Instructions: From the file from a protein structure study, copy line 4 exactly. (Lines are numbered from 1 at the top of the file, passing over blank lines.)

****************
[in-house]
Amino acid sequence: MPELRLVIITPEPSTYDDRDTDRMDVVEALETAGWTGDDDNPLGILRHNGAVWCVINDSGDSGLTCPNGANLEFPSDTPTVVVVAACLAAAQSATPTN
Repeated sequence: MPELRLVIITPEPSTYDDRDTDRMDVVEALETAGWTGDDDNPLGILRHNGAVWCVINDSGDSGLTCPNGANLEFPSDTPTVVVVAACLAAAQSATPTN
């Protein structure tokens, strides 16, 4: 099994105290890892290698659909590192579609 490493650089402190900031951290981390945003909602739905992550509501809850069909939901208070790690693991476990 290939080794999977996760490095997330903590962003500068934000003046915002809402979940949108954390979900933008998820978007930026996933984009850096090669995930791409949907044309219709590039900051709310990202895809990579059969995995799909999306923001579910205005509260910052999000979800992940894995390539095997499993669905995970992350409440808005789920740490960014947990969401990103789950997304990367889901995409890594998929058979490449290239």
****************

């Protein structure tokens, strides 16, 4: 099994105290890892290698659909590192579609 490493650089402190900031951290981390945003909602739905992550509501809850069909939901208070790690693991476990 290939080794999977996760490095997330903590962003500068934000003046915002809402979940949108954390979900933008998820978007930026996933984009850096090669995930791409949907044309219709590039900051709310990202895809990579059969995995799909999306923001579910205005509260910052999000979800992940894995390539095997499993669905995970992350409440808005789920740490960014947990969401990103789950997304990367889901995409890594998929058979490449290239």